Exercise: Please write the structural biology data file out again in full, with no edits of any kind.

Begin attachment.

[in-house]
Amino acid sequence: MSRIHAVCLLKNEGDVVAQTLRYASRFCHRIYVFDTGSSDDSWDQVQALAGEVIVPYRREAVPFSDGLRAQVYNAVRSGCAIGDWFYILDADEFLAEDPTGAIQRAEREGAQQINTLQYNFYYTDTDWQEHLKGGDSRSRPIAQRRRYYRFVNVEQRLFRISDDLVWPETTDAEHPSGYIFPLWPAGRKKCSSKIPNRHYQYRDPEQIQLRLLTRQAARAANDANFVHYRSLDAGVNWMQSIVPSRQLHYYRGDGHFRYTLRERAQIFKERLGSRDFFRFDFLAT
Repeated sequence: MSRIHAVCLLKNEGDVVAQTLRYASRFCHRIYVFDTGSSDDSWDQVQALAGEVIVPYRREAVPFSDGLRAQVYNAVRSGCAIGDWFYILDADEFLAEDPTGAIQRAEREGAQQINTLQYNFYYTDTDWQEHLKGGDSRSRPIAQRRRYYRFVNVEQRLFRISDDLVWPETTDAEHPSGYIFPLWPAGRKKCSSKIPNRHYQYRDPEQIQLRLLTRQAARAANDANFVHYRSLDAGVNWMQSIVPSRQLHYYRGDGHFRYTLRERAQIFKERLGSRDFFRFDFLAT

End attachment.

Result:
[in-house]
Amino acid sequence: MSRIHAVCLLKNEGDVVAQTLRYASRFCHRIYVFDTGSSDDSWDQVQALAGEVIVPYRREAVPFSDGLRAQVYNAVRSGCAIGDWFYILDADEFLAEDPTGAIQRAEREGAQQINTLQYNFYYTDTDWQEHLKGGDSRSRPIAQRRRYYRFVNVEQRLFRISDDLVWPETTDAEHPSGYIFPLWPAGRKKCSSKIPNRHYQYRDPEQIQLRLLTRQAARAANDANFVHYRSLDAGVNWMQSIVPSRQLHYYRGDGHFRYTLRERAQIFKERLGSRDFFRFDFLAT
Repeated sequence: MSRIHAVCLLKNEGDVVAQTLRYASRFCHRIYVFDTGSSDDSWDQVQALAGEVIVPYRREAVPFSDGLRAQVYNAVRSGCAIGDWFYILDADEFLAEDPTGAIQRAEREGAQQINTLQYNFYYTDTDWQEHLKGGDSRSRPIAQRRRYYRFVNVEQRLFRISDDLVWPETTDAEHPSGYIFPLWPAGRKKCSSKIPNRHYQYRDPEQIQLRLLTRQAARAANDANFVHYRSLDAGVNWMQSIVPSRQLHYYRGDGHFRYTLRERAQIFKERLGSRDFFRFDFLAT